BARRY NELSON - DOCUMENT DOUBLE SIGNED 10/31/1946 - HFSID 289272
BARRY NELSON Consent form authorizing the Motion Picture Relief Fund to reproduce Barry Nelson's signature and likeness for a series of stamps raising money for needy film industry veterans. The form is signed twice by Nelson, once as an autograph sample and again to grant permission.
Sale Price $420.00
Consent form authorizing the Motion Picture Relief Fund to reproduce Barry Nelson's signature and likeness for a series of stamps raising money for needy film industry veterans. The form is signed twice by Nelson, once as an autograph sample and again to grant permission. A remarkable, perfectly verified example!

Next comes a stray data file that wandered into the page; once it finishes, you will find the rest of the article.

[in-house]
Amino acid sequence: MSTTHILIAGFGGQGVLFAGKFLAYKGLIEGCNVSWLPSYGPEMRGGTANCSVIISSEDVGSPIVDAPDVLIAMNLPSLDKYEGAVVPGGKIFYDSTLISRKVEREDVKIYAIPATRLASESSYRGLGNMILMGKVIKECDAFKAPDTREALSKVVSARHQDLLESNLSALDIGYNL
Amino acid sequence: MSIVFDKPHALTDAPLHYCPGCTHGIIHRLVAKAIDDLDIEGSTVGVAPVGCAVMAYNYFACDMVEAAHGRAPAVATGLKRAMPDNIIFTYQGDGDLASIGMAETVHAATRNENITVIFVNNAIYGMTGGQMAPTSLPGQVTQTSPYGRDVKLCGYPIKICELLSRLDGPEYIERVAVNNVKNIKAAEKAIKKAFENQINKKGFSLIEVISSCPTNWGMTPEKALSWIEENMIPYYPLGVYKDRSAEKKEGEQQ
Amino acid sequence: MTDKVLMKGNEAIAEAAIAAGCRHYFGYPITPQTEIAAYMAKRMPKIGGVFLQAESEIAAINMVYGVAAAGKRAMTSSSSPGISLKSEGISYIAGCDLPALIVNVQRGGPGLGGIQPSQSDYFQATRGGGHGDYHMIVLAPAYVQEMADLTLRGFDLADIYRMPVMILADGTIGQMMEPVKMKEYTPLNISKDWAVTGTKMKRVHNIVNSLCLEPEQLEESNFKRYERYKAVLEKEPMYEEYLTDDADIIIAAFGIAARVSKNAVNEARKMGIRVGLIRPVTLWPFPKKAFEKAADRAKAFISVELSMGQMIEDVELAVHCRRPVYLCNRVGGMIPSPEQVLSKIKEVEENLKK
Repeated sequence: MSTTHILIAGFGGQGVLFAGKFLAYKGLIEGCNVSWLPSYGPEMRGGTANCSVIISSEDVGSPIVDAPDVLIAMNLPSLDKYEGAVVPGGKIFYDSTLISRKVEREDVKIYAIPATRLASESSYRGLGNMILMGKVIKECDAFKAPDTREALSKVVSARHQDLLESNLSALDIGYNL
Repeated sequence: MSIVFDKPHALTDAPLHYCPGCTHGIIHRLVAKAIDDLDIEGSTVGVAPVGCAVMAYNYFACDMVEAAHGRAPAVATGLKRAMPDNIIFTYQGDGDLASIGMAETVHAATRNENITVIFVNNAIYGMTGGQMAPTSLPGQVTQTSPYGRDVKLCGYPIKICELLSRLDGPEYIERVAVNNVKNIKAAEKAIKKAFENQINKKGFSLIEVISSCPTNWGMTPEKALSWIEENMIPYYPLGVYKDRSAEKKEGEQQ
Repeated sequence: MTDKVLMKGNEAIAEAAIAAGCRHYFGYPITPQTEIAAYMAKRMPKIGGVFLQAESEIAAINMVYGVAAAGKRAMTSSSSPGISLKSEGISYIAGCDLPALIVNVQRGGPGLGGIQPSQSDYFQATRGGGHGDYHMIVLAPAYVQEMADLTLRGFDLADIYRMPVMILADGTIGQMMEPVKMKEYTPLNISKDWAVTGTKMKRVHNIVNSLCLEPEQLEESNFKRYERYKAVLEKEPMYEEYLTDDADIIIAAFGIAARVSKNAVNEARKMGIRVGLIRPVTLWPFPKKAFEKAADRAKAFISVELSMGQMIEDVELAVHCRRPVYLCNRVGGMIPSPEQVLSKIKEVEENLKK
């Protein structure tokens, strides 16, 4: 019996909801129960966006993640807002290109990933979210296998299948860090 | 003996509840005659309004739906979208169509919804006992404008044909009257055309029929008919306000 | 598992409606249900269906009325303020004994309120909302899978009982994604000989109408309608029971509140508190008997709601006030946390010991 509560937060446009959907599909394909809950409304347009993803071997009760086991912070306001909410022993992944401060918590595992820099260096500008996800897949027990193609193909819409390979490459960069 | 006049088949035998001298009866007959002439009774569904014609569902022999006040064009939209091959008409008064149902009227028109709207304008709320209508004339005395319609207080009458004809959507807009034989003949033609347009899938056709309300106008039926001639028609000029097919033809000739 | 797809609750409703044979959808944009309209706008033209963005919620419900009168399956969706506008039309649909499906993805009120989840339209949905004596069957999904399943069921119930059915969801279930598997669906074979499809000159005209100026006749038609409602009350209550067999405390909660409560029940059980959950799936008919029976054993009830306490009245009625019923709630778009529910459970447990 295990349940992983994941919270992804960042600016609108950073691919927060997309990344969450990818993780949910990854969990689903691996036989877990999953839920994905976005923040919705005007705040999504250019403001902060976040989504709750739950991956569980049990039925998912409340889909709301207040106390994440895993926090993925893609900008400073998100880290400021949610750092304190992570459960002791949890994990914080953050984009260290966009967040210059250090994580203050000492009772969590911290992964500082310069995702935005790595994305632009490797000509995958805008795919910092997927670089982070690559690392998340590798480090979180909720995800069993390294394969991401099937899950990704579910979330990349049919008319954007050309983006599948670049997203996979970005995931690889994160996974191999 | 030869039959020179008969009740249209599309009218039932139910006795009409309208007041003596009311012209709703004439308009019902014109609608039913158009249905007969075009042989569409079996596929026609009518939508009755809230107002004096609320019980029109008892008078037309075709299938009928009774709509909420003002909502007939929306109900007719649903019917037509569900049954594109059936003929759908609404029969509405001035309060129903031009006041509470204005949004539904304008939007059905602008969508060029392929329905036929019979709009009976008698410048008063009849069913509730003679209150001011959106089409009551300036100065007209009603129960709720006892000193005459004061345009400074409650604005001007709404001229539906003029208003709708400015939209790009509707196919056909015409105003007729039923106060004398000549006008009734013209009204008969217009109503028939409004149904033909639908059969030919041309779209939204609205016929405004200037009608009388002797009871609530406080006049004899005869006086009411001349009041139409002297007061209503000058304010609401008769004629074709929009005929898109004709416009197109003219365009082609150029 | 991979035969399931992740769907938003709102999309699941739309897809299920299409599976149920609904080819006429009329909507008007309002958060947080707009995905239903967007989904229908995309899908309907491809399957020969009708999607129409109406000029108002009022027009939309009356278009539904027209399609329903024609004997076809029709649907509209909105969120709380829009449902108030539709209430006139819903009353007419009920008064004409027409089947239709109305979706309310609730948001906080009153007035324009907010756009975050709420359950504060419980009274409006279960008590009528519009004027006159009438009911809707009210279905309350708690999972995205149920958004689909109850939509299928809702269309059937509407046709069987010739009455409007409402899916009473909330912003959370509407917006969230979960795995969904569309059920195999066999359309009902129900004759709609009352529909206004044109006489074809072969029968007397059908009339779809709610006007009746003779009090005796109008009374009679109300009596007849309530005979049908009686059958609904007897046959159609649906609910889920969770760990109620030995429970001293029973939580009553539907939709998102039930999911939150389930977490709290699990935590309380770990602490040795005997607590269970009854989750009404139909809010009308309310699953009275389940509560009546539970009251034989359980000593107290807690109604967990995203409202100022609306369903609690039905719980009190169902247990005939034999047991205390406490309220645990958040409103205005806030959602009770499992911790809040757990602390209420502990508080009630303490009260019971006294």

Document signed twice: "Barry Nelson", 1 page, 8½x11. No place, 1946 October 31. Nelson Barry grants to the Motion Picture Relief Fund, Inc., its successors and assigns, the exclusive right, until December 31, 1947 to use his name, autograph, photographic likeness, or artist's sketch of the likeness, for reproduction on engraved, embossed or printed stamps, and in stamp albums, and in connection with the advertising and exploitation of these stamps and stamp albums for sale throughout the world. Stage, screen and television actor Barry Nelson (1920-2007) earned a Tony nomination for Best Actor in a Musical for The Act (1978). He was also seen on the stage in The Moon is Blue (1951), Mary, Mary (1964), Cactus Flower (1965), Seascape (1975) and The Norman Conquests (1976). Nelson also starred in three short-lived TV series in the 1950s, including Hudson's Bay. He is best known, however, for being the first actor to portray James Bond (in the 1954 TV presentation of Casino Royale). Ironically, Nelson played him as Jimmy Bond, an American! He was also seen on the big screen as the hotel manager in The Shining (1980). The Motion Picture Relief Fund was founded in 1921 to assist ill and needy film industry veterans, as expressed in its motto: "We take care of our own." The fund raised money through voluntary payroll deductions and celebrity events. As President of the Fund from 1939 until his death in 1956, film and radio star Jean Hersholt conceived Hollywood Star Stamps as a fundraising method. These stamps, 468 in all, were sold at dime stores after World War II in sheets of 6-12, at 10 cents per sheet, and were an immediate hit with collectors. Now called the Motion Picture and Television Fund, the non-profit organization funds its own hospital and retirement home. It confers the Jean Hersholt Humanitarian Award annually at the Academy Awards ceremony to "an individual in the motion picture industry whose humanitarian efforts have brought credit to the industry." Three filing holes at left. Lightly creased. Lightly soiled. Lightly toned. Otherwise, fine condition.
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